The neo-conservatism movement and its principles were flung into the conscience of the American society, and nations like Afghanistan under the Taliban, Iraq under Saddam Hussein, Iran under President Mahmoud Ahmadinejad and the Republic of North Korea under Kim Jong-il were declared as the states that comprised the Axis of Evil and a threat to international peace (Stelzer 83). The neo-conservatism movement has been criticized for having influenced the United States decision to go to war in Iraq (McManus).

During the 2008 presidential campaign, Republican candidate John McCain had in his camp of advisors senior neoconservatives (Haney). He supported the war in Iraq and most of his policies were a blend of neoconservative ideals and pragmatism, fitting perfectly into the philosophy of realism. The American public was (as still is) getting fed up with the costly war in Iraq, and in the election was won by democratic candidate Barrack Obama (Haney). Many commentators felt that the 2008 election was an indication of the American publics repudiation of foreign policy centered on neoconservative principles.

Philosophy of the neo-conservatism movement The neo-conservatism movement is characterized by having a clear distinction and definition of good and evil in terms of domestic policy, foreign policy and foreign governments. It has faith in the use of military force and resources to enforce democratic rule and respect of human rights and freedoms outside the United States (Trutnau 21). In this effect, it views unilateral organizations like the United Nation as a hindrance to the implementation of this philosophy, and therefore disdains them.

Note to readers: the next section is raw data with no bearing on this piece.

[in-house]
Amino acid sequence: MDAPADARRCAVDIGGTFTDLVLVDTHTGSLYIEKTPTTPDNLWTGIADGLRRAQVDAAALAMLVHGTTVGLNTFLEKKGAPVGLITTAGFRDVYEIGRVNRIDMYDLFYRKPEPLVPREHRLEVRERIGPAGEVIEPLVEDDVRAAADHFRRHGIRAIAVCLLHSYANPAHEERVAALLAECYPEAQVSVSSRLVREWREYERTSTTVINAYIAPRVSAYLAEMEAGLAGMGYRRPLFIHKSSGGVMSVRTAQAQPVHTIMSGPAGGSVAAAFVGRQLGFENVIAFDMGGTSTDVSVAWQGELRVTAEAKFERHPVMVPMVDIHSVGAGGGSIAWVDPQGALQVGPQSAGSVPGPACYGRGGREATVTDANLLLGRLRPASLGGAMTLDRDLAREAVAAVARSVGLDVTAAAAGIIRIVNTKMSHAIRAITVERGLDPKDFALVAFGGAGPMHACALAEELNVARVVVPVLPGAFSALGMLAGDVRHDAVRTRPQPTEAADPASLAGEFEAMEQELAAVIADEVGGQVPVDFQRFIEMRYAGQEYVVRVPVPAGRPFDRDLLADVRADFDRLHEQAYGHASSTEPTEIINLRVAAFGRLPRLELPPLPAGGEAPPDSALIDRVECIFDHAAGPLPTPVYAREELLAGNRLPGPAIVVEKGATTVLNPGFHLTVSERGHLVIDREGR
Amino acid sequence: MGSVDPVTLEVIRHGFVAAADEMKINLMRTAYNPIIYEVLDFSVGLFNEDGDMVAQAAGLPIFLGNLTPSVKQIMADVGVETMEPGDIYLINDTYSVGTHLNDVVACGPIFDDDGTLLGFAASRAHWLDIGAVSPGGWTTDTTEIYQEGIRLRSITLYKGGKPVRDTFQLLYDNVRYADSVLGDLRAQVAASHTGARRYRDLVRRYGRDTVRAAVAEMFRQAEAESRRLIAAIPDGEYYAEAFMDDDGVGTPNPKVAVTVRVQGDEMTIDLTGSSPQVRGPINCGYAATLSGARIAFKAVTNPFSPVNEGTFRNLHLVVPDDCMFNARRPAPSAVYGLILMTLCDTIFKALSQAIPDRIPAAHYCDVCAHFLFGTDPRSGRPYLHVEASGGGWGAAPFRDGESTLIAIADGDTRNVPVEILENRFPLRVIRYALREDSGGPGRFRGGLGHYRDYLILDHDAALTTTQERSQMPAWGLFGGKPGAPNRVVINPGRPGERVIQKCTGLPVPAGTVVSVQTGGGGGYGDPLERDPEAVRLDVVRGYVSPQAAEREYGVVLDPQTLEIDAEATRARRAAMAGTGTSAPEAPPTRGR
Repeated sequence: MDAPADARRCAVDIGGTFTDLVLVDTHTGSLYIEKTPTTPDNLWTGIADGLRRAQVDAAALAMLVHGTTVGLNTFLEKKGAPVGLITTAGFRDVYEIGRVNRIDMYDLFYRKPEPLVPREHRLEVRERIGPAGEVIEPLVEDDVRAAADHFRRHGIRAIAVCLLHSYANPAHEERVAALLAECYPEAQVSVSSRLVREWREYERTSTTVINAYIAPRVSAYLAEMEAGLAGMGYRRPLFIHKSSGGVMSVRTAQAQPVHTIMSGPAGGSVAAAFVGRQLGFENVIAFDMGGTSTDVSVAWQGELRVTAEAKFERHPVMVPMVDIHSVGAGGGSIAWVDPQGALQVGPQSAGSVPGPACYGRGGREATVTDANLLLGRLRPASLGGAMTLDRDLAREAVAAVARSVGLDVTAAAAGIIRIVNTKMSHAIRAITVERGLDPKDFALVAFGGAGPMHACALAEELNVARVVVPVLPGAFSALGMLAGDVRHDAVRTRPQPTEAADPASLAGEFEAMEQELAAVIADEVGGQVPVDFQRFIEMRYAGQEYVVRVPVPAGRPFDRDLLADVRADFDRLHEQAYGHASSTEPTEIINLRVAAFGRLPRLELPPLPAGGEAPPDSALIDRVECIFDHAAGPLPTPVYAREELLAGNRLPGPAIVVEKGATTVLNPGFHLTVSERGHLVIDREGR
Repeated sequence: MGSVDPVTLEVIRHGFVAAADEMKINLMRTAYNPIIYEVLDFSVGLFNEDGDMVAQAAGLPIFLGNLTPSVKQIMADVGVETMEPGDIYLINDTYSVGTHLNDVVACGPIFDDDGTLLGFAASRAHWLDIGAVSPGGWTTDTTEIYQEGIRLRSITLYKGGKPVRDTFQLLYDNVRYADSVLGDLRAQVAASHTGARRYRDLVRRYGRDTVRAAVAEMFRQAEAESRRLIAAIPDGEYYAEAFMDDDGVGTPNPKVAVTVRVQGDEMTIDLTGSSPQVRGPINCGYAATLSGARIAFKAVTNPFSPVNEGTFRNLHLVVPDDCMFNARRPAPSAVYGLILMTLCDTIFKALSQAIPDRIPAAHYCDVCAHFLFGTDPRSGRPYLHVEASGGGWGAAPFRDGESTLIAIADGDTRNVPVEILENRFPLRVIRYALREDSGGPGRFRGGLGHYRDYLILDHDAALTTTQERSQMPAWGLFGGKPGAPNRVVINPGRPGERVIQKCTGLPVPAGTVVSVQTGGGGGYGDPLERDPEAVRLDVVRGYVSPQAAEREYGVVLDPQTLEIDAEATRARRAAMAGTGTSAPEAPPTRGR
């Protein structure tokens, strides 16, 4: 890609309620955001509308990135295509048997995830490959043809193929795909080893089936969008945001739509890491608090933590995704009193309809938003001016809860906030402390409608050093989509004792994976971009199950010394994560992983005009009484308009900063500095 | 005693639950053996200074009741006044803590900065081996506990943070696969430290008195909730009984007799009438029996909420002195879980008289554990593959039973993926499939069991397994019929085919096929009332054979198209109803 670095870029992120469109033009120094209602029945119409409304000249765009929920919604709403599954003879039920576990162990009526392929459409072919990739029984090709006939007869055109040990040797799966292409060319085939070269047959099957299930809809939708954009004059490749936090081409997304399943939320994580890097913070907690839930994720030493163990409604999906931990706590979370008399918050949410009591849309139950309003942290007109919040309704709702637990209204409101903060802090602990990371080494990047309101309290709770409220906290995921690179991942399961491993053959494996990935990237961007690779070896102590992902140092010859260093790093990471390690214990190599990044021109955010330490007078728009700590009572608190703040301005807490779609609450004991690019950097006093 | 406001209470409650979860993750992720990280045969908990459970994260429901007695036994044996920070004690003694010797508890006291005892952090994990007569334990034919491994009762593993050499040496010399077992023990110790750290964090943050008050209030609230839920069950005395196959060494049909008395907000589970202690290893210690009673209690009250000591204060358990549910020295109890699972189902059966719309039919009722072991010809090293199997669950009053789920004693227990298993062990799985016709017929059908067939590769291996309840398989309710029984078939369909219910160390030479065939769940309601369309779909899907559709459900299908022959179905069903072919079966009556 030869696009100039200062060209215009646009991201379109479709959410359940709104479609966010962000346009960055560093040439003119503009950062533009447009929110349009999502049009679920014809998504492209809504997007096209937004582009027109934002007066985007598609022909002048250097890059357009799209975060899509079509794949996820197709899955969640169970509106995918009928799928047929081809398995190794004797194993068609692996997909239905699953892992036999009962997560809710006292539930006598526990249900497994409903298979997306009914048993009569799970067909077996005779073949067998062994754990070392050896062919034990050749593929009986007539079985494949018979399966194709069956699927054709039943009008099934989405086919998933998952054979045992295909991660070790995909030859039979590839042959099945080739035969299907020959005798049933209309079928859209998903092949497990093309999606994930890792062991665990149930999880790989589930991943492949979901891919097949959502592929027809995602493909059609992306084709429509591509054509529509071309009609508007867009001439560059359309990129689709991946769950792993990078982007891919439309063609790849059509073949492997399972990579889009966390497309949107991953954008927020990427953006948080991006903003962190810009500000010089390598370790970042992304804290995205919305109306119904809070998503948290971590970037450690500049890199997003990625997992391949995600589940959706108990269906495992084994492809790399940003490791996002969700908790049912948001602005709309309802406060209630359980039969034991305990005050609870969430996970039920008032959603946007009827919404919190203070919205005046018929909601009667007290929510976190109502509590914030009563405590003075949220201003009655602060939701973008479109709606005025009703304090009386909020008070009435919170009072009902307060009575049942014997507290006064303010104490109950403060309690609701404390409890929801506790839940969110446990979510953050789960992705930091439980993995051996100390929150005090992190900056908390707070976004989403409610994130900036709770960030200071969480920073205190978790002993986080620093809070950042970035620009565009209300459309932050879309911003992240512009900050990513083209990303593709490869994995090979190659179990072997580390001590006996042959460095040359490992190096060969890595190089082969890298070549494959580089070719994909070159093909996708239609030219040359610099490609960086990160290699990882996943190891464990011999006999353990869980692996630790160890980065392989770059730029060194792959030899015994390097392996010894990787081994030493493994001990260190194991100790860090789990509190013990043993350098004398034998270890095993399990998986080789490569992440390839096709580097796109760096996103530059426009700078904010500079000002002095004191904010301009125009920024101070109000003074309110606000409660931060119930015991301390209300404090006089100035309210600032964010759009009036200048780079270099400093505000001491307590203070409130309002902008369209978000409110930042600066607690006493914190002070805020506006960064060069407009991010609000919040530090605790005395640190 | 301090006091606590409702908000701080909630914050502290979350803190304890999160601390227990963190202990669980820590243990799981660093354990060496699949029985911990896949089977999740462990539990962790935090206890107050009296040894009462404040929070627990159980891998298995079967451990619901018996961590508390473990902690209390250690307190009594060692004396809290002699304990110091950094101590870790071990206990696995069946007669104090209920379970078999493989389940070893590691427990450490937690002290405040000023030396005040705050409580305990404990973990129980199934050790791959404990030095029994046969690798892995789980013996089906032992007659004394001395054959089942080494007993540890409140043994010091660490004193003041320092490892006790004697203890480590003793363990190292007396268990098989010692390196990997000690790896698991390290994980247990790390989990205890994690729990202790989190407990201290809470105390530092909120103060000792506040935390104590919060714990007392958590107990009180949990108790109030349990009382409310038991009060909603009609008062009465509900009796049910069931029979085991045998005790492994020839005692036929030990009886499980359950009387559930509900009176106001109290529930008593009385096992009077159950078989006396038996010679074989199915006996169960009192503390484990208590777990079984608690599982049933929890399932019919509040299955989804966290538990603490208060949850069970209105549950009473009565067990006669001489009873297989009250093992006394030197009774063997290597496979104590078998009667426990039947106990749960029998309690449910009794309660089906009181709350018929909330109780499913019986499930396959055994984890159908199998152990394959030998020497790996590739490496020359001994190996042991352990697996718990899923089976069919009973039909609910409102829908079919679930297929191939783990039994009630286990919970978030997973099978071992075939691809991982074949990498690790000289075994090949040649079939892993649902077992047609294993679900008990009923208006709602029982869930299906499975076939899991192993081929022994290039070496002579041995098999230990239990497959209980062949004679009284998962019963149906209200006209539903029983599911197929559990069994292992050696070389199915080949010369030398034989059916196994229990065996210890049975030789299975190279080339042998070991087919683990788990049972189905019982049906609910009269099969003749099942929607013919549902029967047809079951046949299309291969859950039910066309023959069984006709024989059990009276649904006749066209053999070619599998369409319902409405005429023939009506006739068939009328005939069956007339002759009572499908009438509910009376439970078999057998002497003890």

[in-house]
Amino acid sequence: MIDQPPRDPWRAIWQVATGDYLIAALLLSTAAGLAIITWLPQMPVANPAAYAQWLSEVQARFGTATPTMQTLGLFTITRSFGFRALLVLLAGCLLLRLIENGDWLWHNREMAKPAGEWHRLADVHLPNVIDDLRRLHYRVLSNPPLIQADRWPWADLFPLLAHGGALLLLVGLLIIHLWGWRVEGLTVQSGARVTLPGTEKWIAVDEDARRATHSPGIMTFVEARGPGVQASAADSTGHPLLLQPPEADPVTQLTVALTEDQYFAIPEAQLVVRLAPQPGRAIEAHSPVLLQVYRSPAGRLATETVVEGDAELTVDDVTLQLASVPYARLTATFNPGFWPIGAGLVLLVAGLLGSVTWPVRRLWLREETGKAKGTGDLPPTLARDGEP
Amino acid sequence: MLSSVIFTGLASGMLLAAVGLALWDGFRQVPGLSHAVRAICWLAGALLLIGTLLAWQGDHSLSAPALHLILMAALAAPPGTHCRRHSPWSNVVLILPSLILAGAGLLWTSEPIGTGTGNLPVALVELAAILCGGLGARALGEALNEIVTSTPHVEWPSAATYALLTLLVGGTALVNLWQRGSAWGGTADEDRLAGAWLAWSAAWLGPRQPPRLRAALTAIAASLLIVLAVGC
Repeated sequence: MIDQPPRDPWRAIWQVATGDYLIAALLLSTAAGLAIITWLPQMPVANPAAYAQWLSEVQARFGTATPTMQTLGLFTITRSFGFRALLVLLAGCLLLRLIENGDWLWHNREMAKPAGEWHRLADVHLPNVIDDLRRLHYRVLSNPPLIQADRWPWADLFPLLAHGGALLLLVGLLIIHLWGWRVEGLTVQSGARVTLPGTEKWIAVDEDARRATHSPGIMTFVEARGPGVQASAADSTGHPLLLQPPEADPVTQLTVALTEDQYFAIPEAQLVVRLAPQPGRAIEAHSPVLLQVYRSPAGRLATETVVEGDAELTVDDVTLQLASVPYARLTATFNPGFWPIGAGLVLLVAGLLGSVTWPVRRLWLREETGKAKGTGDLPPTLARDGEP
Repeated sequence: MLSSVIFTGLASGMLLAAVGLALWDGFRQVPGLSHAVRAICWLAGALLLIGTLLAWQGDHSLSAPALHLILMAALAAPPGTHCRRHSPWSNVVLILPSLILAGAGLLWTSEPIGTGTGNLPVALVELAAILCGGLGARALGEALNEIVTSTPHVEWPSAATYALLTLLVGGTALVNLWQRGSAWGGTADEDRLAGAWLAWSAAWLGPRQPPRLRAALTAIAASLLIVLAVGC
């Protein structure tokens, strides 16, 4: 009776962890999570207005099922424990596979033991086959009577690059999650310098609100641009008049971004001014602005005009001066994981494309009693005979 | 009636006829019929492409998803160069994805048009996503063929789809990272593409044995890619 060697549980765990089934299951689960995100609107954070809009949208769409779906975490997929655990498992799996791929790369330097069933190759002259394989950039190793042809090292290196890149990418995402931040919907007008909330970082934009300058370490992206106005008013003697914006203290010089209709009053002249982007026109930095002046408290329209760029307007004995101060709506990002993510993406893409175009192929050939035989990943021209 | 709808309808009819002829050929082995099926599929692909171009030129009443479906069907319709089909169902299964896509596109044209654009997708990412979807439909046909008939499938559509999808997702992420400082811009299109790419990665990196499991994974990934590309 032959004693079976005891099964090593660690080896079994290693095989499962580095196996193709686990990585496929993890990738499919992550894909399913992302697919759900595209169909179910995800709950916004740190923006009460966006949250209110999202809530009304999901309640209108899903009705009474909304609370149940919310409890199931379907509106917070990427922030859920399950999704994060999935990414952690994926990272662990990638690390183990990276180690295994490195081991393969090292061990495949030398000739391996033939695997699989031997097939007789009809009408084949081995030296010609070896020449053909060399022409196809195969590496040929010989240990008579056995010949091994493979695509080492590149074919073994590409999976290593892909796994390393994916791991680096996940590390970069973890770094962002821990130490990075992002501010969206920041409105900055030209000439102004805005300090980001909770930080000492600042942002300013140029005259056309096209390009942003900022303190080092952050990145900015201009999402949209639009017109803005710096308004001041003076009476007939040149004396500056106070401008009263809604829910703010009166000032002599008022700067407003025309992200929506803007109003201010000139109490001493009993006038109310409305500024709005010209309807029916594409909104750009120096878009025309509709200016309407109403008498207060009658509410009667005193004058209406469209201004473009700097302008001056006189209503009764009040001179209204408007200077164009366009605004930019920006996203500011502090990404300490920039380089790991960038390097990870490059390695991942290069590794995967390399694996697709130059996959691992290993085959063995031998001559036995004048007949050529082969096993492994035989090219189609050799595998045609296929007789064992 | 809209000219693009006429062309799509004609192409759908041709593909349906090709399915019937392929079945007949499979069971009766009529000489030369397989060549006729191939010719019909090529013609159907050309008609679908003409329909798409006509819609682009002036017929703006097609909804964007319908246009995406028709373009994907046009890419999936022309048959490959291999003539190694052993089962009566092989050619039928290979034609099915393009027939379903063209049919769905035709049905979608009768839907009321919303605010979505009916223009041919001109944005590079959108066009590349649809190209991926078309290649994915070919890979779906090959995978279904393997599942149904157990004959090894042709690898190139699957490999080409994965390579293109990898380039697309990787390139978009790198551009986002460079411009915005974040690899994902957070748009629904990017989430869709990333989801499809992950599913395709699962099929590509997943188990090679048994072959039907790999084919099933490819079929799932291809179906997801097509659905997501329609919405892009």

Radically nationalistic, its perspective against unfriendly states is confrontational, paying a special emphasis on the Middle East as the base for Islamic militancy and terrorism (McManus). Neoconservatives supported a military approach to the fight against communism and advocate for social welfare; and this was the impetus behind its efforts to combat the cultural changes that were happening to contemporary American society in the 1960s (Stelzer 101).

Economically, the neo-conservatism movement supports capitalism and free markets; citing government intervention and accruing budgetary deficits as necessary measures to safeguard democracy and achieve economic growth (McManus). Lowering of taxes as a policy is recommended for the economy to grow while open markets are necessary to provide consumer goods efficiently and tradition is the source of morality. Criticism to neo-conservatism Opponents of the neo-conservatism argue that it as a political movement, it is too liberal and dwells too much on international affairs while relegating domestic matters to second place (Dorrien 51).